AIP Supports Resumption of Pu-238 Production

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Publication date: 
5 July 2011

The  American Institute of Physics joined three of its Member Societies – the American  Astronomical Society, the American Geophysical Union, and the American Physical  Society - in urging House appropriators to support the Obama Administration’s request  to resume production of Pu-238.  Pu-238  is used to fuel NASA’s deep space probes.   The Administration requested that appropriators provide both the  Department of Energy and NASA with $10 million in their FY 2012 funding bills  to support this production.  House  appropriators did not include this funding in the Department of Energy section  in their version of the FY 2012 Energy and Water Development Appropriations  Bill.

The  House Commerce, Justice, Science Appropriations Subcommittee, which provides  funding for NASA, will mark up its bill on Thursday.  The full House may start its consideration of  the FY 2012 Energy and Water Development Appropriations bill toward the end of  this week.

The  AIP letter to the Chairman and Ranking Democratic Member of the House  Appropriations Committee follows:

Dear Chairman Rogers and  Ranking Member Dicks:

I am writing to express  strong support for restarting domestic production of Plutonium-238 (Pu-238) by  fully funding it at the President’s FY12 requested level at both the Department  of Energy (DOE) and the National Aeronautics and Space Administration (NASA). I  am sending this letter on behalf of the American Institute of Physics (AIP),  its ten Member Societies, and the more than 135,000 scientists we represent -  including the American Astronomical Society, the American Geophysical Union,  and the American Physical Society who have each written you on this topic.

Specifically, I urge you to  support the proposed $10 million for Pu-238 production at the Department of  Energy’s Nuclear Energy Radiological Facilities Management program, and $10  million at NASA’s Planetary Science Technology program.

Pu-238 is a non-weapons grade  form of plutonium needed to provide power to spacecraft in areas of space where  solar energy is not sufficient. Pu-238 has been the enabling technology for  robotic space exploration for two generations, and has led to truly  transformative discoveries by such notable satellite missions as Voyager (grand  tour from Jupiter, Saturn, Uranus, Neptune), Viking (Mars surface landers in  the 1970s), and Galileo (Jupiter), Casinni (Saturn), and New Horizons (Pluto  and the Kuiper Belt).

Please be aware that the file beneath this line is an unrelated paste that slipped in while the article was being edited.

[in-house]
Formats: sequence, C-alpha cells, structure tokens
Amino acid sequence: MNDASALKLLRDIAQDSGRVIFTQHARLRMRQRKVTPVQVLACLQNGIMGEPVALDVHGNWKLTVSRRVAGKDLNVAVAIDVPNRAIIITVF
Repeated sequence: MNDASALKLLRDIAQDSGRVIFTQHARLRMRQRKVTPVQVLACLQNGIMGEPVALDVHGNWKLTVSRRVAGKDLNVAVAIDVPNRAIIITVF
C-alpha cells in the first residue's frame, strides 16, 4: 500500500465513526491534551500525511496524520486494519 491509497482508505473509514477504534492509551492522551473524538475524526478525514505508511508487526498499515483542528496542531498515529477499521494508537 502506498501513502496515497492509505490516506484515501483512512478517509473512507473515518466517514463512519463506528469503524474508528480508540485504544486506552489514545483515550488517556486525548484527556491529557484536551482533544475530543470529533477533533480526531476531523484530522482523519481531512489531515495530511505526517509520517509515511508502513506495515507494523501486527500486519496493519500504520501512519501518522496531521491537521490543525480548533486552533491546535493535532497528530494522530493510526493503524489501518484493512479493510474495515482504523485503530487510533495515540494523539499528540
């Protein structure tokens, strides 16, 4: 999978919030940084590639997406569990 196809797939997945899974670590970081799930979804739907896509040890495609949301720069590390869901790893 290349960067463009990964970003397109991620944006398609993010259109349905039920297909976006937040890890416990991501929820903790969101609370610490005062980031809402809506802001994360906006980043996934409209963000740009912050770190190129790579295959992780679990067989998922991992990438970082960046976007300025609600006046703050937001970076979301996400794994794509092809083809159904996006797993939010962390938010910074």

There is no viable  alternative to power deep space missions, and no U.S. source is currently  available. Since U.S. production ceased, our diminishing stockpile of  plutonium-238 has largely been purchased from Russia, but any additional  purchase is currently being held up in ongoing negotiations.

Without Pu-238, NASA cannot  carry out future deep space planetary missions. Pu-238 permits the U.S. to  envision and then pursue space exploration objectives that would not otherwise  be possible. The possibility to study, plan, and pursue such objectives will  keep our country on the cutting edge of solar system exploration. Without  Pu-238, the creativity of U.S. researchers will be seriously constrained as  they study future robotic exploration. And even if Pu-238 production starts  immediately, there will still be a five-year delay to have enough Pu-238 for a  spacecraft; this delay will push back at least twelve proposed planetary space  missions that require Pu-238. A delay could cause missions to reach  prohibitively high costs, which could cause job losses – including a lost  generation of young U.S. planetary scientists and engineers, diminish U.S.  leadership in planetary science, and prevent us from expanding knowledge of the  universe.

For several years the  scientific community has been calling for the restart of production of Pu-238  and now time is running out. The 2009 National Academies report, ‘Radioisotope  Power Systems: An Imperative for Maintaining U.S. Leadership in Space  Exploration,’ stated that there is an immediate need to fund activities to  restart domestic production of Pu-238. Furthermore, the 2011 planetary sciences  decadal survey, a community consensus report on priorities for federal support,  reaffirmed, “Without a restart of Pu-238 production, it will be impossible for  the United States, or any other country, to conduct certain important types of  planetary missions after this decade.”

For the past two years, the  President's budget request has included this program with funding evenly split  between NASA and DOE. Cost sharing is a productive avenue that enables both  agencies to be invested in timely and efficient production. In this time of  fiscal austerity, I understand that you have many difficult decisions to make;  I urge you to recognize the critical importance of these missions and allocate  the necessary funding. Thank you again for your attention to this issue and  your service to America.


H. Frederick Dylla      
Executive Director and CEO